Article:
Back to Basics: What is a Business Rules Engine?

PF

Peter Fudalej

02/17/2017

Every time I meet a new person and have the regular get-to-know-you conversation, I get the typical questions: Where are you from? What do you do? Where do you work? What do they do? Now, working for InRule, I face an additional question: what is a business rules engine? It has become obvious that many people – at least people in my world – do not know the answer to this question. To help my new friends and the silent techies who also may not know about business rules and business rules engines, here is a short summary.

To start, let me quickly define business rules. Business rules are guidelines that help you determine, define or constrain the criteria or conditions that help you make a decision. These decisions affect certain aspects of a business.

Think about when you apply for a loan. There are questions that you must answer in order to get a loan, and your answers determine whether you qualify for the loan.

In most loan processing applications, there are various rules that fire based on your responses to questions. If you answer yes to one question or no to another question, your chances of approval for a loan will be impacted, and the subsequent questions will vary. These rules help guide you through the application process and help the company determine your eligibility and structure their business.

A business rules engine, commonly referred to as a BRE, is software that executes these business rules or decision logic, separately from application code. Managing business rules outside of code enables them to be maintained without programming, often by less technical users.

For example, the rules that determine whether you qualify for your loan and if so, the loan rate, can be separated from code so that as marketplace conditions or industry regulations change, the rules associated with lending—rules associated with minimum income, credit score or debt to loan ratio, etc. —can be updated without a developer sifting through code. Separating business logic from application code makes it easier and faster to change business rules.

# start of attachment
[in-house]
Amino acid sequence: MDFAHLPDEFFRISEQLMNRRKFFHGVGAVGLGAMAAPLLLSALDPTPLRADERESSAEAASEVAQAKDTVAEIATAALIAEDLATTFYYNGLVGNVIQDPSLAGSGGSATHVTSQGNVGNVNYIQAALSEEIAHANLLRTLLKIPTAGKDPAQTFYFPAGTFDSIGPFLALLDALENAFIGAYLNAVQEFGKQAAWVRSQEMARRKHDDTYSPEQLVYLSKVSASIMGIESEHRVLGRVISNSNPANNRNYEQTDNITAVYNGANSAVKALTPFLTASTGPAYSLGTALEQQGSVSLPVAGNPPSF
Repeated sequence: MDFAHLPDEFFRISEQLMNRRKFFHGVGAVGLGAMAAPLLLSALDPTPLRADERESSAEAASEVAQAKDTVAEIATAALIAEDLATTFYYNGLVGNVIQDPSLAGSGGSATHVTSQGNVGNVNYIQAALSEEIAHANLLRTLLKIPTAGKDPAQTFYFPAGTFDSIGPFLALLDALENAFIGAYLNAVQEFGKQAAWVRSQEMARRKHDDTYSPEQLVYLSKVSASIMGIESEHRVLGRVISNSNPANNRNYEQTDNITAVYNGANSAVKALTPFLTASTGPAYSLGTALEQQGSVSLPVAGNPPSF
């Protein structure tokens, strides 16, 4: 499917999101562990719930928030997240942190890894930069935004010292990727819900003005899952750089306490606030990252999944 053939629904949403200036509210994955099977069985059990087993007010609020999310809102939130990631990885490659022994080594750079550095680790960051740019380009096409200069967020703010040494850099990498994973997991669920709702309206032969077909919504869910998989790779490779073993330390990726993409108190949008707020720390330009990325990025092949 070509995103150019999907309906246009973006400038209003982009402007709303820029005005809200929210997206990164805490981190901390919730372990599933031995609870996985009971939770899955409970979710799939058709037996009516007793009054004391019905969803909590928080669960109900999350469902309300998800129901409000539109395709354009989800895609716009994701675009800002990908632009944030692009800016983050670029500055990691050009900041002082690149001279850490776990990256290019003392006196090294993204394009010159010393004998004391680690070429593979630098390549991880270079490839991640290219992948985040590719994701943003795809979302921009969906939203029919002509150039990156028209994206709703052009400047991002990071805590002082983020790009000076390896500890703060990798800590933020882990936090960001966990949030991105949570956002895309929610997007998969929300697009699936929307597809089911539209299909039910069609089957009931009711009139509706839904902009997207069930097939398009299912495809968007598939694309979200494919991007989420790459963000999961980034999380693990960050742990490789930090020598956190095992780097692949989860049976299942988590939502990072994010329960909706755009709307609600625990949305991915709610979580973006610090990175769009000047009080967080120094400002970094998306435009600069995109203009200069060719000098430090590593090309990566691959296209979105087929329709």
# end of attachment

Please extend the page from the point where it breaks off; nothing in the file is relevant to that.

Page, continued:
A business rules engine is part of a larger system called a business rules management system, or a BRMS. In part two of Back to Basics, I’ll discuss what a BRMS is, how a BRE sits inside of it, and examples of its use.

Whether you’re a new friend who has no idea what I do for a living, or a techy who wanted to learn more about business rules engines, I hope you found this summary to be helpful. If you have any more questions, feel free to drop me a line below in the comments section.

InRule for JavaScript | inrule said: "[…] couple of weeks ago we announced availability of InRule® for JavaScript through an early adopter program. To our knowledge this is […]".
Dynamic Surveys in Dynamics CRM Part II: Managing Dependencies | inrule said: "[…] this post makes extensive references to my preceding post, Surveys in Dynamics CRM Part I: Don’t Be a Monkey With Your Survey. If you are the type of person who likes to get the full story, you should go back and read the […]".
Josh Elster said: "In the time since this post was published, I've added (via a PR) full Windows Containers example code, DOCKERFILEs and scripts. They share common ancestry with the GH Gists I posted earlier, but are more up-to-date and tested. Here's a direct link to that sub-folder: https://github.com/InRule/Samples/tree/master/Developer%20Samples/WindowsContainers Now that our Samples repository is public, feel free to file Issues if you have problems or features you'd like to see implemented. If you have something you'd like to contribute, then by all means do so! The contributor guidelines and process are listed in the root of the repository. Enjoy! I'll update the body of the post as well with this link.".